barry-bonds.jpgProsecutors asked a federal judge in San Francisco today to sentence home-run champion Barry Bonds to one year and three months in prison for obstructing justice in grand jury testimony eight years ago.

Bonds, 47, will be sentenced by U.S. District Judge Susan Illston on Dec. 16 for obstructing justice when he testified in 2003 before a grand jury investigating the distribution of steroids by the Bay Area Laboratory Co-Operative, or BALCO.

The obstruction charge was the only count on which a jury in Illston’s court convicted the former San Francisco Giants slugger in April. The trial jury concluded he answered evasively when asked in 2003 whether his trainer, Greg Anderson, ever gave him anything to inject himself with.

The jury deadlocked on three other counts that charged Bonds lied when he said he never knowingly took steroids or human growth hormone and was never injected by Anderson. Prosecutors later dropped those charges.

In a sentencing brief filed with Illston late today, the prosecutors disputed defense attorneys’ request for a penalty of probation and community service, with no jail time.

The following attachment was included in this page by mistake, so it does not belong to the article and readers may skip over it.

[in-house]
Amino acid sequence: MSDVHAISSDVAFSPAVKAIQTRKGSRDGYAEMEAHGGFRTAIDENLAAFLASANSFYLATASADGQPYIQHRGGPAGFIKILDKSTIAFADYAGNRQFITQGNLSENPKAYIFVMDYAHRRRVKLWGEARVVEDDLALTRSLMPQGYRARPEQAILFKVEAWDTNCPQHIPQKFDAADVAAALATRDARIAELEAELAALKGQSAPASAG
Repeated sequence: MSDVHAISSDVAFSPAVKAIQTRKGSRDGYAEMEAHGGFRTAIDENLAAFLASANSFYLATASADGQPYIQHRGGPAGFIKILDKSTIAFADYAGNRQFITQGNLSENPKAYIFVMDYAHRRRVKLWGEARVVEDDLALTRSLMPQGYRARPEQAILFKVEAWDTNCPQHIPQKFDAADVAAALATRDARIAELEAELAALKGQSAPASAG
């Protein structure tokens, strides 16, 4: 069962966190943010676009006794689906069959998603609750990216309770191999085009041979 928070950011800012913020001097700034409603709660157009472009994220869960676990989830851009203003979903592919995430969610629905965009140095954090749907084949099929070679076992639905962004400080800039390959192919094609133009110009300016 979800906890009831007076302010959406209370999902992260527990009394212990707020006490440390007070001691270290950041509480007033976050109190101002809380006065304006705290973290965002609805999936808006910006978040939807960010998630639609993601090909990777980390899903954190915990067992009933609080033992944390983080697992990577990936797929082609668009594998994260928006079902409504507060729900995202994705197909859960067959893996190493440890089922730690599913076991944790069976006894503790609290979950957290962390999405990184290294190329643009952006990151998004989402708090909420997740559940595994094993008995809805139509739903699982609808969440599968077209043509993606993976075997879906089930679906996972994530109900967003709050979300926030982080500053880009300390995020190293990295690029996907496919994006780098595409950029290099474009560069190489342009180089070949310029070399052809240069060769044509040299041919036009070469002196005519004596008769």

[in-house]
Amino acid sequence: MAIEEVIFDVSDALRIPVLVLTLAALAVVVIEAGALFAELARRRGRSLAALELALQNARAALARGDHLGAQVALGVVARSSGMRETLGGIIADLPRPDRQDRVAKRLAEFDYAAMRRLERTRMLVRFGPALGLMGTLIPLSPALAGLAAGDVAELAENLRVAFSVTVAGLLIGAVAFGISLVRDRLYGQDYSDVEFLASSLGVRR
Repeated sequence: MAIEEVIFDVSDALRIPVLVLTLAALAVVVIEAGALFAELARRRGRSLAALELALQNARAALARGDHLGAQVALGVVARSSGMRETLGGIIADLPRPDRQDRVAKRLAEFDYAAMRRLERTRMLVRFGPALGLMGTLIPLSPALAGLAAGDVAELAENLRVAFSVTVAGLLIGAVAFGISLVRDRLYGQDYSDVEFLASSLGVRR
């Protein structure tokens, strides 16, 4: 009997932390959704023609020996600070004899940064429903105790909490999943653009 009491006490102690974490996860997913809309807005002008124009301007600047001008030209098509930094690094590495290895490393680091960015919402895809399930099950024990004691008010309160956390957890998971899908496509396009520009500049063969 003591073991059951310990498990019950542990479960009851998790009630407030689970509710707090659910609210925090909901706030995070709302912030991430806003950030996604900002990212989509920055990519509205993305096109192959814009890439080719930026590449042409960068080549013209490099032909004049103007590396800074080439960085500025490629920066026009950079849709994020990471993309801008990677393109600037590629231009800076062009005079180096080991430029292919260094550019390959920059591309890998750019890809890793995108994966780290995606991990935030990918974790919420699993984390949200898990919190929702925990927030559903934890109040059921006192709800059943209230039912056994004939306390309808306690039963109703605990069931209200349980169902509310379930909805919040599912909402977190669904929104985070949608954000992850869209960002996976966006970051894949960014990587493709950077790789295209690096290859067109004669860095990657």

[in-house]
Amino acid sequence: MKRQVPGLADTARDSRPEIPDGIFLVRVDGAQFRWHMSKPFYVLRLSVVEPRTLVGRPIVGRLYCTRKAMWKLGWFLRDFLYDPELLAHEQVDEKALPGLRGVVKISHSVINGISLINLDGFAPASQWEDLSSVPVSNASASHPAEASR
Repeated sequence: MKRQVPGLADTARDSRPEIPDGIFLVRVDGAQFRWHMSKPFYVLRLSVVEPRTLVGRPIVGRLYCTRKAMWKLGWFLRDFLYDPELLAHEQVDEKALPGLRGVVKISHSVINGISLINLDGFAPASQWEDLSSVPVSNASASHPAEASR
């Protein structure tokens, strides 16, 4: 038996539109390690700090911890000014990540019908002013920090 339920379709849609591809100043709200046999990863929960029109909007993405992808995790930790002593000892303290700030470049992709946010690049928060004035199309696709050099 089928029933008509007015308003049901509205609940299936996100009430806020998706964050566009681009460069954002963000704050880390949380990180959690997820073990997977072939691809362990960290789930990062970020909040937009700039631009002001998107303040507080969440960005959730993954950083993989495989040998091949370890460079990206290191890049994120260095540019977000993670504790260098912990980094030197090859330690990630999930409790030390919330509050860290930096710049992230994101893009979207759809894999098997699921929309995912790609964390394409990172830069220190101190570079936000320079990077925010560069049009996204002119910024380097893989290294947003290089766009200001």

“Bonds’ actions were the product of a calculated plan to obfuscate and distract the grand jury from its role in getting to the truth in the BALCO inquiry,” the federal attorneys wrote.

“Bonds’ pervasive efforts to testify falsely, to mislead the grand jury, to dodge questions and to simply refuse to answer questions in the grand jury makes his conduct worthy of a significant jail sentence,” the prosecutors argued.

The maximum possible sentence for the obstruction conviction is 10 years in prison, but the suggested sentence under advisory federal guidelines would be between 15 and 21 months in custody.

Probation officials in a presentencing report, which is also advisory, recommended a non-prison sentence of two years of probation and 250 hours of community service.

Bonds is one of 11 people who were indicted in connection with the BALCO probe on charges of either of illegally distributing drugs or lying or obstructing justice during the investigation. All pleaded guilty or were convicted of various charges.

Three other sports figures who were convicted of lying were sentenced by Illston to probation or a combination of probation and home confinement, while a fourth, track star Marion Jones, was sentenced by a judge in New York to six months in prison.

Julia Cheever, Bay City News

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